On Thursday, we learnt the scale of Conservative’s poor judgement. At great cost, both in money and—with Brexit negotiation’s looming—time, the Conservatives have found that they have gambled with the country’s future and lost again.
Instead we’re faced with a coalition of chaos, with the Tories getting into bed with a party with extremist links and embodying the worst of the bigotry that the Conservatives spent two decades trying to lose from their own reputation.
Millions who had never cast a vote before came out last week and voted for hope, for the idea that things don’t have to be this way. They were young people who’ve seen their futures evaporate over the last decade, families worried about the schools and hospitals they depend upon and senior citizens fearing that getting old under Conservatives means losing all they spent a lifetime working for. We must not let that hope die.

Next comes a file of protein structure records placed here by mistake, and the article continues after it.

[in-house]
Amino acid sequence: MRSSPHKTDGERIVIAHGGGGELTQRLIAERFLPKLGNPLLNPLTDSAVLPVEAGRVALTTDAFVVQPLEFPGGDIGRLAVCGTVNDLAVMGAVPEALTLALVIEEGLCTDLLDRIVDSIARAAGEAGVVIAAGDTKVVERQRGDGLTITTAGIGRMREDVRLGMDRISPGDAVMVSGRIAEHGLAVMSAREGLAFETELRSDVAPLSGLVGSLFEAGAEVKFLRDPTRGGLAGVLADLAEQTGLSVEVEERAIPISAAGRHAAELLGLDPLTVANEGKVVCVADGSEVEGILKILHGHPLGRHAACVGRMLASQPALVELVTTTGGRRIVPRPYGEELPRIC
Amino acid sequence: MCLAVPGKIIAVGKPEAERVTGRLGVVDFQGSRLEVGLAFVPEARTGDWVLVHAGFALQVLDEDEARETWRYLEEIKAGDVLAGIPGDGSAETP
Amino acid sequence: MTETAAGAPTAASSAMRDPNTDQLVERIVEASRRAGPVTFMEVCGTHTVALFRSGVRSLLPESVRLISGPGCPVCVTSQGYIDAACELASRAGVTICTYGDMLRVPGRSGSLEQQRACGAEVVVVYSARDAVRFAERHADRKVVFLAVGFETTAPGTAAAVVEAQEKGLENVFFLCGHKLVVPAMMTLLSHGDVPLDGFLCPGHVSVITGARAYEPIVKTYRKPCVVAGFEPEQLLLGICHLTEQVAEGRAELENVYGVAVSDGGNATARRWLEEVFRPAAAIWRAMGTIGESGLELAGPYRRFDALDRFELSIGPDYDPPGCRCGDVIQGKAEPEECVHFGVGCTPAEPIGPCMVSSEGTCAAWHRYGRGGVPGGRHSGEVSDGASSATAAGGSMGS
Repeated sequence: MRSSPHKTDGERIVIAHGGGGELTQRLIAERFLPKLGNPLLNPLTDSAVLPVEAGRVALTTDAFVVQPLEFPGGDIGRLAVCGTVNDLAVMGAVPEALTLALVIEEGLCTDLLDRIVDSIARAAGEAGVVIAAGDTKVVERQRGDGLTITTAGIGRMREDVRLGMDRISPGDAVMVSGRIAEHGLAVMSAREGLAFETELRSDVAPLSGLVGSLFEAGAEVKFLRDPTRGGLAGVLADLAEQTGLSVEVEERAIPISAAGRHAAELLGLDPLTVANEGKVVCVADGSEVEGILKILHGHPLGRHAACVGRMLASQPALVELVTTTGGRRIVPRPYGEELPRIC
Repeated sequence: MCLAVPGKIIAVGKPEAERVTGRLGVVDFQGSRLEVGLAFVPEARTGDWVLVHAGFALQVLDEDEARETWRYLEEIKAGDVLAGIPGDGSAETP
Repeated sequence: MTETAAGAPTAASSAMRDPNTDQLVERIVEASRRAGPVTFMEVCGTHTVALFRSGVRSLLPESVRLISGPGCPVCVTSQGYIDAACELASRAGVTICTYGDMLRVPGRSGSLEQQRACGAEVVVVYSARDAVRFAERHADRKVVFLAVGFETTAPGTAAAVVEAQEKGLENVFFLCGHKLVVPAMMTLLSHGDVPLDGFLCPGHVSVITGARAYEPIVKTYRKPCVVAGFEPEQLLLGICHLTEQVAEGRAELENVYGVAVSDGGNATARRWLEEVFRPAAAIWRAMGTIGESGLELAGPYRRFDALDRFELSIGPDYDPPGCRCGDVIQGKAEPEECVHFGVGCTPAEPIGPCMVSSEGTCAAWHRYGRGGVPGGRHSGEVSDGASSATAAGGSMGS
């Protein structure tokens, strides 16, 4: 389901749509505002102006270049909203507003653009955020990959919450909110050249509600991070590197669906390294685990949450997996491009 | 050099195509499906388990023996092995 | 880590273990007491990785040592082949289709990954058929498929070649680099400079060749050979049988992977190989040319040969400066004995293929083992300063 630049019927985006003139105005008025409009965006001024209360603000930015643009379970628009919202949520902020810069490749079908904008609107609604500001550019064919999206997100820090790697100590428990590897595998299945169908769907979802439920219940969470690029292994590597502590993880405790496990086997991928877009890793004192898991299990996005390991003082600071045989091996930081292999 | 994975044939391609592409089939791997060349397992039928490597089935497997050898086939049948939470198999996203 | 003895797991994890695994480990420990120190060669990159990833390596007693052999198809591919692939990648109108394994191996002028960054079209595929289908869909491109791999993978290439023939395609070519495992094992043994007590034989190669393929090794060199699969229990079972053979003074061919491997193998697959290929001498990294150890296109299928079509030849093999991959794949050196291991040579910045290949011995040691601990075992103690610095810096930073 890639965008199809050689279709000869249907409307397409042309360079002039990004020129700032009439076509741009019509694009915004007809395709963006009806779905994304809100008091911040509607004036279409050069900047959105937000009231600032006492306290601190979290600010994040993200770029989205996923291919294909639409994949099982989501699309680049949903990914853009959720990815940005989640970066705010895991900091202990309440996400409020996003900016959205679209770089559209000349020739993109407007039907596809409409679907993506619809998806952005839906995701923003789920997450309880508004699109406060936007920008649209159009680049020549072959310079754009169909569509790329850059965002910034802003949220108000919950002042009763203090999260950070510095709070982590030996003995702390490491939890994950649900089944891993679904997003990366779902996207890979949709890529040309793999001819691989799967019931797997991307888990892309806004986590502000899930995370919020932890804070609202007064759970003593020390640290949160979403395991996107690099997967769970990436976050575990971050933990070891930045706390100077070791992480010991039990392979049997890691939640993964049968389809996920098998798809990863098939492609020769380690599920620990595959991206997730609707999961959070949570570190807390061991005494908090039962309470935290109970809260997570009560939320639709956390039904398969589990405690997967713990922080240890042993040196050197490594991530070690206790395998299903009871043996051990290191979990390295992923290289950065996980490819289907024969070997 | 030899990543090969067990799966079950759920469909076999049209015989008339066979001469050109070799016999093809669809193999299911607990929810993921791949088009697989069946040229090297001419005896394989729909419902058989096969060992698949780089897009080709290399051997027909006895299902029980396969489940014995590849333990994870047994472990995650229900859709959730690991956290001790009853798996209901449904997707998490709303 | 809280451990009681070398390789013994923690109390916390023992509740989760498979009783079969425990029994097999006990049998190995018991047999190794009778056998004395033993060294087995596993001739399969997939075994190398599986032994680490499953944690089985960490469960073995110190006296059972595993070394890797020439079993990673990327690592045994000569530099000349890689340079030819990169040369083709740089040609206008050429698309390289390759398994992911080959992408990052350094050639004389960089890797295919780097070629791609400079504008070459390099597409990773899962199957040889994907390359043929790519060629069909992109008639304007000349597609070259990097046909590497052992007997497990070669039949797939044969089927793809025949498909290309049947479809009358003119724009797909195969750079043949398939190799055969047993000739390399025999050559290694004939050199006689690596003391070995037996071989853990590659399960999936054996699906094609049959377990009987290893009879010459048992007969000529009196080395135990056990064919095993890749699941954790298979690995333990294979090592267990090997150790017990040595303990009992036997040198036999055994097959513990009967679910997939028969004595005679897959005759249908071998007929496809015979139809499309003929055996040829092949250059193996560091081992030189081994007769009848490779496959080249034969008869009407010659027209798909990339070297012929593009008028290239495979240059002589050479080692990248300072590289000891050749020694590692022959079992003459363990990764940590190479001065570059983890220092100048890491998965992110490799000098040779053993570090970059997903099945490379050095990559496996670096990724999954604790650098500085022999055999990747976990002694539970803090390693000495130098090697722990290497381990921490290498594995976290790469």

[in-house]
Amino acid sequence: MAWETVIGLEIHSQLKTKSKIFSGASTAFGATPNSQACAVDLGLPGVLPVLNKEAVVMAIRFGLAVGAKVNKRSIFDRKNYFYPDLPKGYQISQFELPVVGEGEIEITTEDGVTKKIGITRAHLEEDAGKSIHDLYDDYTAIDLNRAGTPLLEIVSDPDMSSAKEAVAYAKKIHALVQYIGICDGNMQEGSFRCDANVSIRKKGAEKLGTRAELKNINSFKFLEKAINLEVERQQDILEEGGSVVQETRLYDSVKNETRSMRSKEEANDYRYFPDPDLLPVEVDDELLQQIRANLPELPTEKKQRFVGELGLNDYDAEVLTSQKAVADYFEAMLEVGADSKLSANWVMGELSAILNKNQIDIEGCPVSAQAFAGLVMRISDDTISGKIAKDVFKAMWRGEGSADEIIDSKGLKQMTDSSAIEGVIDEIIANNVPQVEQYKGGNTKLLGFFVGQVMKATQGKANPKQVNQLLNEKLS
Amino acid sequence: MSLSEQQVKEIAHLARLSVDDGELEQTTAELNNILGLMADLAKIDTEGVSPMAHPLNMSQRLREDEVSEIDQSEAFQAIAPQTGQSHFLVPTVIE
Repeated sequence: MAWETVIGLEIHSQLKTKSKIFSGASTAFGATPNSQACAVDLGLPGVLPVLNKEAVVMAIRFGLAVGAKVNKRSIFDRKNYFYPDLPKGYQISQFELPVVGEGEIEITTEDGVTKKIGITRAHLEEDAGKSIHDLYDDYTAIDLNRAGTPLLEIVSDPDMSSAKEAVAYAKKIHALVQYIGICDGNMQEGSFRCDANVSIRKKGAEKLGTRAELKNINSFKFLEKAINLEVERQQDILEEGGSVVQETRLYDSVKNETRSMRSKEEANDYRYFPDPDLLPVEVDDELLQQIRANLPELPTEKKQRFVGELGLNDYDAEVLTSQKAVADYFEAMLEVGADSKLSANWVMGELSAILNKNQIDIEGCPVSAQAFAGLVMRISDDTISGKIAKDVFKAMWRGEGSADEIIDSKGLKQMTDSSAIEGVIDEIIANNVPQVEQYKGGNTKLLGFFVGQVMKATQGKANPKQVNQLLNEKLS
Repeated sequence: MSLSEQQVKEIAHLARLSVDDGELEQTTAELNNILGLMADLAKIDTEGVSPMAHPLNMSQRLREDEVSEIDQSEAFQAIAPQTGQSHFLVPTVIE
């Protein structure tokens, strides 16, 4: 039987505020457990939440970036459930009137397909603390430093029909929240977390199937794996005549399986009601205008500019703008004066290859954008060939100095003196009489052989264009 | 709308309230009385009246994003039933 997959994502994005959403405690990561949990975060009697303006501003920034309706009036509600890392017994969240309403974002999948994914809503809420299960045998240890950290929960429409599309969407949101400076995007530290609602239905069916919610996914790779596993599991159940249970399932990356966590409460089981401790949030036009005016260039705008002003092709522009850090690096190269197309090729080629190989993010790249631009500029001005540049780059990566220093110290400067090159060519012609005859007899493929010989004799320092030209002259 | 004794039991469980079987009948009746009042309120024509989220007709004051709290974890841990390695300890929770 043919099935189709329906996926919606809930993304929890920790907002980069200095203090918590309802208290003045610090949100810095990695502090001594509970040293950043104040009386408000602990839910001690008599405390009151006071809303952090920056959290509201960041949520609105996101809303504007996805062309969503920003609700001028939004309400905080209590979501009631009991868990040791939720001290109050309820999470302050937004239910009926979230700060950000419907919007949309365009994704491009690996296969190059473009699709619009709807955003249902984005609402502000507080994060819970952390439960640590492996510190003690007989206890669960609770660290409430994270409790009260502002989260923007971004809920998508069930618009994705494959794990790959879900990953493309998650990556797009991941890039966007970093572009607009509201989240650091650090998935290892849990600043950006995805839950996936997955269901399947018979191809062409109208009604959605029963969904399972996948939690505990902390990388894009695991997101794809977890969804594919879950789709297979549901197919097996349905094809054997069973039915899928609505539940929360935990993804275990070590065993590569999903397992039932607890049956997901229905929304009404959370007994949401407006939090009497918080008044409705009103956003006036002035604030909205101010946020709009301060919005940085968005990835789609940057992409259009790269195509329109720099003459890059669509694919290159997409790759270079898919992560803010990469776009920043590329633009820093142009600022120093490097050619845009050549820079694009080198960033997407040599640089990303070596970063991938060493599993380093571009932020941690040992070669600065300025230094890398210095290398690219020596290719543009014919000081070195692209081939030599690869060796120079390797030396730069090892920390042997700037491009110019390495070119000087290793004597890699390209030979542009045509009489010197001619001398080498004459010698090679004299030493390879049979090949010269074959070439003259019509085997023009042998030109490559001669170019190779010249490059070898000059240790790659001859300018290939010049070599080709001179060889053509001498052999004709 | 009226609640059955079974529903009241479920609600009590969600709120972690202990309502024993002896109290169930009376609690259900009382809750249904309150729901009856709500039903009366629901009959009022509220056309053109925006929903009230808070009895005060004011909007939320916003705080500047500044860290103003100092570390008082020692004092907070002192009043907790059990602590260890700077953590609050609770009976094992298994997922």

Voting is a powerful act, it forces parties and governments to recognise that voters and their concerns can no longer be ignored. When citizens forget this lesson it allows governments to run wild and when governments forget the lesson the next election is their end.
We now wait to see what, if any, form of policy programme the Conservative-DUP Government can cobble together. This means uncertainty for all of us at all levels. Will our schools get the funding they need to educate our young people, will hospitals be able to treat us when we fall ill and will getting old come to mean getting poor again?
I said before the election, that as Leader of Crawley Borough Council I would do everything in my power to protect the town from the full force of the Tories cuts and we are working hard to prepare meet local needs where the Government proves unwilling to do so. Ultimately though, the power of the council is limited and for Crawley to thrive we need a voice in Parliament sticking up for the town, not just an apologist for central government. With another election looming, we may well get our chance.